4 Likes

Thank you Sam, this is working exactly as I had in my mind.

I guess I need some practice with the absolute positioning etc.

2 Likes

I didn’t understand your request. Too many unknowns, as @PaulOB already described.
Nevertheless, based on @SamA74’s example, I tinkered…

<!doctype html>
<html lang="en">
<head>
    <meta charset="utf-8">
    <meta name="viewport" content="width=device-width,initial-scale=1.0">
    <title>fixed-design=ronpat</title>
<!--
https://www.sitepoint.com/community/t/overlapping-divs/368414
nikostzounakos
2021.05.30 02:56
-->
    <style>
html {
    box-sizing:border-box;
}
*,*::before,*::after {
    box-sizing:inherit;
}
body {margin:0;}
.outer {
    min-height:148px;  /* tweakable if needed */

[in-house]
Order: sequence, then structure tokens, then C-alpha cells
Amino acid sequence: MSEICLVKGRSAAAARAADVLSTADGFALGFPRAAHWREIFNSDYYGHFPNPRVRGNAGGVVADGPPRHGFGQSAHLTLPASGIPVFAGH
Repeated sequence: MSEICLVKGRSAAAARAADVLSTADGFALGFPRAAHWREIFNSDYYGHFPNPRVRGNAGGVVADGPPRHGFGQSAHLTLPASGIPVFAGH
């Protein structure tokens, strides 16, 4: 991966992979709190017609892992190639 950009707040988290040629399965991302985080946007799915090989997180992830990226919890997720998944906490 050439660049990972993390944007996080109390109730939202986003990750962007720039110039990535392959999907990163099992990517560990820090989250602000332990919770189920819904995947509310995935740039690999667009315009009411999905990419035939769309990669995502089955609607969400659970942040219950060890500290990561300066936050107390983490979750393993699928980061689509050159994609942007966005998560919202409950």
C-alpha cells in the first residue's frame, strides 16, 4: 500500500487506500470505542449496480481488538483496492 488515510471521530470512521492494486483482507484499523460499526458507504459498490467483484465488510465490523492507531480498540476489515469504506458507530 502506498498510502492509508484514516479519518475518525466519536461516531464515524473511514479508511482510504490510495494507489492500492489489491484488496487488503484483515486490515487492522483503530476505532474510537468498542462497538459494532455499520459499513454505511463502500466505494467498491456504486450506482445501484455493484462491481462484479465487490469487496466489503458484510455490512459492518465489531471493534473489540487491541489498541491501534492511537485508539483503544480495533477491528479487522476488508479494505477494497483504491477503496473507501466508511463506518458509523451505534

position:relative;
    border:1px solid #000;
}
.outer::before,
.outer::after {
    content:"";
    position:absolute;
    z-index:-2;
    width:100%;
    height:50%;
    border:1px solid #000;
}
.outer::before {
    top:0;
    background-color:#99a;
}
.outer::after {
    bottom:0;
    background-color:#e6a;
}
/*
    NOTE: The sum of the percent numbers of 
   .upper{bottom:calc(28% + 32px) and
   .lower{top:calc(72% - 32px) 
    should equal 100%.  (28% + 72% = 100%)
*/
.upper {
    position:absolute;
    top:calc(28% - 32px);   /* positions top of blue horizontal line */
    bottom:calc(28% + 32px);   /* sets bottom of blue vertical line */
    width:50%;
    z-index:-1;
    border-top:64px solid rgba(0,255,255,1);
    border-right:64px solid rgba(0,255,255,1);
}
.lower {
    position:absolute;
    top:calc(72% - 32px);   /* positions top of yellow horizontal line */
    right:0;
    bottom:0;
    width:50%;
    z-index:-1;
    border-top:64px solid rgba(255,255,0,1);
    border-left:64px solid rgba(255,255,0,1);
}

    </style>
</head>
<body>

<div class="outer">
    <div class="upper"></div>
    <div class="lower"></div>
    <p>try me</p>
    <p>try me</p>
    <p>try me</p>
    <p>try me</p>
    <p>try me</p>
    <p>try me</p>
    <p>try me</p>
    <p>try me</p>